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might makes right

  1. Often people confronting those they perceive to be "Nazis" will attempt to characterize their opponents as believers in "Might Makes Right," or force over social or diplomatic means. Where "Might Makes Right" comes into play is the moralization of the American and British republics, where often a cry was raised of, "You can't do that - you're violating the human rights of someone!" This is a blind cry to avoid certain actions before considering their object, and in most people, is easily seen as pretense. Would you violate the human rights of a rapist who moved into your living room uninvited? Would you violate the human rights of a tribe across the next mountain range who made periodic rape and looting incursions to your own town? Of course you would, but this is not how the issue is construed in propaganda. If you believe the media, the church and the corporate politicians, there is a minimum standard for social discourse and those who violate it are out of line and must be punished. They do not mention how this "social standard" can be used as a shield for people to do legal but dishonorable things which have corrupt values and lead to degenerate results. In many ways, these people are telling you "(Social) Might Makes Right," which is a more primitive view of the philosophy espoused by the Nazi party. In National Socialism, there is no morality, only a question of what is achieved and one's personal honor. The rules do not apply to methods, but to values and end results. However, in a moralized society which is blind to its own brutish tendencies, this may seem to be "Might Makes Right," and thus often this is the answer given (incorrectly) by National Socialists or those attempting to summarize the national socialist position against its advantage in discourse.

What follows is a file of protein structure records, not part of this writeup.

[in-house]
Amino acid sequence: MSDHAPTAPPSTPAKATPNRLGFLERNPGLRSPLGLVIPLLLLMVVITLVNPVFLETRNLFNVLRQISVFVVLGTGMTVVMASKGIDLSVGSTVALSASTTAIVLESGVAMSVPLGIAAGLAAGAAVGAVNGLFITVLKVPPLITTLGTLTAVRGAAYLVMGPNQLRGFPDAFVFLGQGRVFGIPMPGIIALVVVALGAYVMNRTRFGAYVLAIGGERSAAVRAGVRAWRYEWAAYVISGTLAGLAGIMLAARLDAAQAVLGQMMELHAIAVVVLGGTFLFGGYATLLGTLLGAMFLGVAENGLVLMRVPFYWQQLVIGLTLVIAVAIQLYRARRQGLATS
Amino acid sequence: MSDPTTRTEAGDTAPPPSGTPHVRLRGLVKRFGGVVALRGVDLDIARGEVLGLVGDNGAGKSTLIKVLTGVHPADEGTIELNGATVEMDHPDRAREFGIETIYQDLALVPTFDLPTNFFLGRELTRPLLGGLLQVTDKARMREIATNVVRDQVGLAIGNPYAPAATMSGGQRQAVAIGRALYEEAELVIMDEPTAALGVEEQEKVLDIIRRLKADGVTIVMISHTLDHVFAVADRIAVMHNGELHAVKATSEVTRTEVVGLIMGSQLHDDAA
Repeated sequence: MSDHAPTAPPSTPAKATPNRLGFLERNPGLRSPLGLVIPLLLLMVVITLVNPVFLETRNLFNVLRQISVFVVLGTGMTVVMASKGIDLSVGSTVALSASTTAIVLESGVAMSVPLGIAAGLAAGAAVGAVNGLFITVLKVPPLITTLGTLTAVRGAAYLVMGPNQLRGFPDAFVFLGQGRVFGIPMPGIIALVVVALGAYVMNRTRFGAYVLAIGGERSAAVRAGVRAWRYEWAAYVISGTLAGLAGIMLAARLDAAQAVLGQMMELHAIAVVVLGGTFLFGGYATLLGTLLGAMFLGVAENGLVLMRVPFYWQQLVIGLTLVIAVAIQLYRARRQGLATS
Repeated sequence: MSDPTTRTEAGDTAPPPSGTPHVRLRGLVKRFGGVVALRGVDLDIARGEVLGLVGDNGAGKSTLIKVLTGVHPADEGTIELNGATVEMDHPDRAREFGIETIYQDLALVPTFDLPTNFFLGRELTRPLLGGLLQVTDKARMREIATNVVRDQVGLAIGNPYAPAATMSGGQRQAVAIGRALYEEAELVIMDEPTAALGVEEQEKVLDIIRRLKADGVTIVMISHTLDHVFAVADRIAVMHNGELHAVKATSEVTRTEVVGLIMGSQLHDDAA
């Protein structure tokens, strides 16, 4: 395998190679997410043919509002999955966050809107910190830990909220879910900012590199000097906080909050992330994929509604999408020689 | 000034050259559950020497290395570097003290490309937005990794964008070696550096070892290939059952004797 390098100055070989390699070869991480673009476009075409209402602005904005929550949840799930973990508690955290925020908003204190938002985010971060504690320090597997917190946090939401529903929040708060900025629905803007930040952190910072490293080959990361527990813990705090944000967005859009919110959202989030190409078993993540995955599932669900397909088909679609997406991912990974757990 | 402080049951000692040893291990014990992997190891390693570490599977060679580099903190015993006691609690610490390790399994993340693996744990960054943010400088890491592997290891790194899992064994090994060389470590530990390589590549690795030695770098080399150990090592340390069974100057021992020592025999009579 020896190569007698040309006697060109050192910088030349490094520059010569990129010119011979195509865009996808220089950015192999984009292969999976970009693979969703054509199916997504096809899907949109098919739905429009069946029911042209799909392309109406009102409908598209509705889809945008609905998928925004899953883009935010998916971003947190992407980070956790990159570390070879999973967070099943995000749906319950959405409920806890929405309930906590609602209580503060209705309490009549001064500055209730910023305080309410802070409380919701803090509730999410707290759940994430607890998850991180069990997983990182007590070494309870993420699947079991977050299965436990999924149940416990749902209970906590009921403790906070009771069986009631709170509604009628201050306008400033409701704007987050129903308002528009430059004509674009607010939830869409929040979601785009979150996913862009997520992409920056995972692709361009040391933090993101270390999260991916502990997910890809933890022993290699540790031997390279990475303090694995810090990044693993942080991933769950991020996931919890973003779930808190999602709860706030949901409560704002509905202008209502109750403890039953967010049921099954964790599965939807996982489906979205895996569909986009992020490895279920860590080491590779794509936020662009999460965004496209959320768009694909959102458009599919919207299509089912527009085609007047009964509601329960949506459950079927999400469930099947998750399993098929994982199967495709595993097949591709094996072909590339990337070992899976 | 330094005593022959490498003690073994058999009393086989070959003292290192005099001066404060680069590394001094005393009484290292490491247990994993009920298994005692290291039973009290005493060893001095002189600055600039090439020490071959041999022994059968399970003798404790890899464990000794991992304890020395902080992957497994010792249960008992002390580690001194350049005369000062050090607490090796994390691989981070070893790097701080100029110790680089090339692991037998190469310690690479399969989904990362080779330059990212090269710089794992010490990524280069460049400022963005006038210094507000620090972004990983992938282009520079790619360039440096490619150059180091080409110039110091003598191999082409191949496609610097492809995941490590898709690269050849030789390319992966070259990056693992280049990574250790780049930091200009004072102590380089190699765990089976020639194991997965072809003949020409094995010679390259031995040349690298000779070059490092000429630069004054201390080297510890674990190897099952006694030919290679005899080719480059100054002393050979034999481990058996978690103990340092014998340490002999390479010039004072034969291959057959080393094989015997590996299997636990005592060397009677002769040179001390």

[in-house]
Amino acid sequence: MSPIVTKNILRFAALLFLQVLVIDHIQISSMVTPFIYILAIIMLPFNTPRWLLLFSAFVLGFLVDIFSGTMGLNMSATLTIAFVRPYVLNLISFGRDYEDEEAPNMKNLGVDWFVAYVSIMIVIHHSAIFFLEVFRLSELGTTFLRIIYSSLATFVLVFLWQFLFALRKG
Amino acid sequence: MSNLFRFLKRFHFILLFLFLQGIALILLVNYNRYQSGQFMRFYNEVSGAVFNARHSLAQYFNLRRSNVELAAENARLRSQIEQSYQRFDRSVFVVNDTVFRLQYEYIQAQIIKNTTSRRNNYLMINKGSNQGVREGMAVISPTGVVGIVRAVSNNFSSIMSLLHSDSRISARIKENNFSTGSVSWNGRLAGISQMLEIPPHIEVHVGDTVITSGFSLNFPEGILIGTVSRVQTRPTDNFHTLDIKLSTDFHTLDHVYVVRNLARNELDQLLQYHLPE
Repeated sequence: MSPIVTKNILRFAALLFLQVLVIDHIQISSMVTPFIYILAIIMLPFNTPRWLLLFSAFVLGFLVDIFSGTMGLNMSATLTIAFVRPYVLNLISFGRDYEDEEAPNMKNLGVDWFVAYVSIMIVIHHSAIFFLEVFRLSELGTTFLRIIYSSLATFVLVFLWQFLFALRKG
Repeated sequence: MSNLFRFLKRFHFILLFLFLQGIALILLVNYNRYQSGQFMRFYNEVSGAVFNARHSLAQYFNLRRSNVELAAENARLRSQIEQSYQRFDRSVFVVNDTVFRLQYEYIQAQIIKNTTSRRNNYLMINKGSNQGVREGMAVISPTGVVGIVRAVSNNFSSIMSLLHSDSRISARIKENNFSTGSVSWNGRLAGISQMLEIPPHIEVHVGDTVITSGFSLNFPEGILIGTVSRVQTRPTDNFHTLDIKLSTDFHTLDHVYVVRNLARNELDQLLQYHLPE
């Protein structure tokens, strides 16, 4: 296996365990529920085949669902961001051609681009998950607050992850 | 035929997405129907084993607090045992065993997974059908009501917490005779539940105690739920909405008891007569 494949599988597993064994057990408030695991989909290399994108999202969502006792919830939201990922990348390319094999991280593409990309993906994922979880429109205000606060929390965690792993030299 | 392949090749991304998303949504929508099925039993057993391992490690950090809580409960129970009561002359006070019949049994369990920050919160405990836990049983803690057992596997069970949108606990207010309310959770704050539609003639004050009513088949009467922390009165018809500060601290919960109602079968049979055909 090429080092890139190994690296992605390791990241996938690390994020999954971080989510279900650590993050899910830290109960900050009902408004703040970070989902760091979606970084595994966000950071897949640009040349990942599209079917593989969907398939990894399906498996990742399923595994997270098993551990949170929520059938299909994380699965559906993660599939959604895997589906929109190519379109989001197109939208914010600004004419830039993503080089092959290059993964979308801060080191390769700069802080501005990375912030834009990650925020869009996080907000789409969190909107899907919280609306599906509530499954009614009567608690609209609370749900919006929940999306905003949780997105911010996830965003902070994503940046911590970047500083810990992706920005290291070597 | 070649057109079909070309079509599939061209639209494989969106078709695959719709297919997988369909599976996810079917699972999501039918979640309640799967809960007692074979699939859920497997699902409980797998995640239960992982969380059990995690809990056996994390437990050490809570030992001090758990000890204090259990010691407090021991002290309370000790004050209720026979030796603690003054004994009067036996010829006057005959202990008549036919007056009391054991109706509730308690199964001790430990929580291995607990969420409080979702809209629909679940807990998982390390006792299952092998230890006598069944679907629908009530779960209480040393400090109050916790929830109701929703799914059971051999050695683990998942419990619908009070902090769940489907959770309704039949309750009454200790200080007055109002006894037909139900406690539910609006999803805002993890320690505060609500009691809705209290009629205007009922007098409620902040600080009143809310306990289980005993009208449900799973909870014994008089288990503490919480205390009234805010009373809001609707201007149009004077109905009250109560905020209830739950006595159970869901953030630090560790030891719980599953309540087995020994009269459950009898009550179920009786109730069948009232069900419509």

Multiculturalism is the politically-convenient mythos that populations aren't competing to establish values within national boundaries, and thus if they "just tolerate each other," somehow magically things will work out. What multiculturalism doesn't mention is any perception of time, as it exists beyond this moment and our immediate lifetimes. The popular images used extensively in advertising, political campaigns and movies, featuring interspersed white, tan, Asian and black faces, give way over time to a group of exclusively tan people. As we've seen in other mixed republics, namely the middle east, this produces populations with artificially dogmatic senses of identity and violent personal tendencies. With facial features formed predominantly from a hybrid of the two most fundamental groups, Asians and Africans, these people are less of an evolutionary triumph - picking a direction, goal or values system and enhancing a population with it - than they are an evolutionary compromise which handles only the most basic functions well. Thus they are competitive, have good memories and are sharp in business, but lag behind other populations in invention: perhaps a brilliant natural threshhold which keeps the most dangerous technologies out of the hands of those with more internal issues to resolve, thus less stability in their approach to the external world. On the issue of multiculturalism, there are any number of pseudo-scientific conclusions about "race" trumpeted by the mainstream media, attempting to convince us it doesn't exist, but these most commonly rely on a few facts given a lot of speculative weight. The only useful judge of race is history, which shows the relative performances of different races and the ideals produced by their cultures independent of the changes in the small from moment to moment which, despite their use by the American media, give an aesthetic appearance of proof for an ideal without providing it.

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